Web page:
Senator Charles E. Grassley, Republican of Iowa, said on Monday that he would support moving forward before the election to fill the Supreme Court vacancy after the death of Justice Ruth Bader Ginsburg, and his fellow Republican, Senator Cory Gardner of Colorado, later announced that he would vote to confirm any “qualified nominee.”
Mr. Grassley’s announcement, a reversal of his earlier stance on election-year vacancies, and Mr. Gardner’s statement significantly strengthened the hand of Senator Mitch McConnell of Kentucky, the majority leader, who has vowed to confirm a new justice in the coming months.
“This Senate will vote on this nomination this year,” Mr. McConnell confirmed on Monday, though it remains unclear if he will press for a vote before or after the Nov. 3 general election.
The announcement by Mr. Grassley, the most senior Senate Republican and a former chairman of the Senate Judiciary Committee, was perhaps most helpful to Mr. McConnell, who has made it clear he would move forward with President Trump’s nominee despite the party’s refusal to consider President Barack Obama’s Supreme Court pick in 2016. At the time, Mr. McConnell, Mr. Grassley and other Republicans had argued that doing so in a presidential election year would not be appropriate.
On Monday, Mr. McConnell restated his intention to move forward. “The Senate has more than sufficient time to process a nomination,” Mr. McConnell said in a speech meant to knock down complaints lodged by Democrats. “History and precedent make that perfectly clear.”
With President Trump vowing to name a replacement by the weekend, Mr. McConnell has been working behind the scenes to lock up the support he would need to proceed.
Republicans could try to rush to confirm a replacement for Justice Ginsburg before Election Day. But doing so could put some of their members up for election — including Mr. Gardner — in greater political peril and keep them off the campaign trail in the crucial closing weeks of the campaign. There are risks in waiting, too, particularly if voters overwhelmingly reject Mr. Trump and Republican senators at the ballot box.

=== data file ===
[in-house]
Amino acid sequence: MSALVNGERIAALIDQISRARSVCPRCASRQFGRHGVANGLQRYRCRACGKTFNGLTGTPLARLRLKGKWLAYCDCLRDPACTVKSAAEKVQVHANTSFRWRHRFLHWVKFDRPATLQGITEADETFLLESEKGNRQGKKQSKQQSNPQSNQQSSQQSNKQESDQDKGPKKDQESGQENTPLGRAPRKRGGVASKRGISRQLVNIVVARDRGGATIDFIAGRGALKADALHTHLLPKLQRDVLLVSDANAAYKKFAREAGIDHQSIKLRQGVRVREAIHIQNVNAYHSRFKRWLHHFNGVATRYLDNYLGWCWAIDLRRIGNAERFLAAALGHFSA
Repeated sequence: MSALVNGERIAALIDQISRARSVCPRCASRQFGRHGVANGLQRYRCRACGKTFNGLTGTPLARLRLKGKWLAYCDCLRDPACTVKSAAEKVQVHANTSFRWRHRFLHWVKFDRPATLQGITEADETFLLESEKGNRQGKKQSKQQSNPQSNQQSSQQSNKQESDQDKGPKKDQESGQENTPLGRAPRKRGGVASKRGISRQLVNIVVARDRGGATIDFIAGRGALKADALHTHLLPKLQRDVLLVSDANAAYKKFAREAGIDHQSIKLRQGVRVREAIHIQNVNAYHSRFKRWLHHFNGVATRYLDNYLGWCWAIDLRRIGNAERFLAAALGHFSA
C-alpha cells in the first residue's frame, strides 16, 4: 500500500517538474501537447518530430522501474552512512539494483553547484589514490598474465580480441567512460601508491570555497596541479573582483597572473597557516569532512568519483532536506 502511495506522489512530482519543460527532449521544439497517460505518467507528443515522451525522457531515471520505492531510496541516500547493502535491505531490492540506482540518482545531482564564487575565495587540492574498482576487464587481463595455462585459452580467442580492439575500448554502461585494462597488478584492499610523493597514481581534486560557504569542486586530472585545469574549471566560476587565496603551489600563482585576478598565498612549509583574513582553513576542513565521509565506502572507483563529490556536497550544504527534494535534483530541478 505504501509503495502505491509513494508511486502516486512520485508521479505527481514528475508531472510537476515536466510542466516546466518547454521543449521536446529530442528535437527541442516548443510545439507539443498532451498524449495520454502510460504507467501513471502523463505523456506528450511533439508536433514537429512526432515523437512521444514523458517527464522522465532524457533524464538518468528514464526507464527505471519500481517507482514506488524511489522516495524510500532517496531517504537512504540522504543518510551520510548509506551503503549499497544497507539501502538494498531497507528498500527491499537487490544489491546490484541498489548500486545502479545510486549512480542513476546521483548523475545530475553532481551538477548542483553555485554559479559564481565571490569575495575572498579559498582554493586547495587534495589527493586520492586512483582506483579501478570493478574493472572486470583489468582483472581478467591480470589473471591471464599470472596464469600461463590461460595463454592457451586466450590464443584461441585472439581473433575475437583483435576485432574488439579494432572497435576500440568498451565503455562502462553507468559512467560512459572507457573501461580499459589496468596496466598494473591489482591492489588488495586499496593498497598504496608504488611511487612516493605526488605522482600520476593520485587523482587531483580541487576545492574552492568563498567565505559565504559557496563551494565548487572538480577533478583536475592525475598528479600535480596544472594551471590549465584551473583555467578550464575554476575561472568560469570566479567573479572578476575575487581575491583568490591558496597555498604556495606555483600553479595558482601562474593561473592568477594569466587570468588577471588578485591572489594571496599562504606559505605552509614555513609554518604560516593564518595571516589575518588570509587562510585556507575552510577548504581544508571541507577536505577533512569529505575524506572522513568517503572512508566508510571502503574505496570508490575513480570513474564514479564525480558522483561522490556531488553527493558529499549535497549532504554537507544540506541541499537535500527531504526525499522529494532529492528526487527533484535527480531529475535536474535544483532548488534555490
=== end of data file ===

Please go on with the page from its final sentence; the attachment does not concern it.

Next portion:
Two Republican senators, Lisa Murkowski of Alaska and Susan Collins of Maine, have publicly objected to the idea of a vote before Election Day, meaning Mr. McConnell could only afford to lose one more member of his party, given his slim, 53-to-47 majority.
That focused attention on Mr. Grassley, Mr. Gardner and Senator Mitt Romney of Utah, who were seen as possible holdouts but had said nothing publicly about their intentions.
Mr. Grassley’s flip was likely to fuel Democrats’ outrage over what they are calling rank hypocrisy by Republicans in light of their actions and statements in 2016.
Around the same time, Iowa’s junior senator, Joni Ernst, who is in a tough re-election fight this fall, indicated she, too, would support moving forward, though she did not explicitly say she would support voting on a nominee this year. Polls have shown Ms. Ernst, who is also a member of Mr. McConnell’s leadership team, in a dead heat with her Democratic opponent, Theresa Greenfield.
“Once the president puts forward his nominee for the Supreme Court, I will carry out my duty — as a member of the Senate Judiciary Committee — to evaluate the nominee for our nation’s highest court,” she said.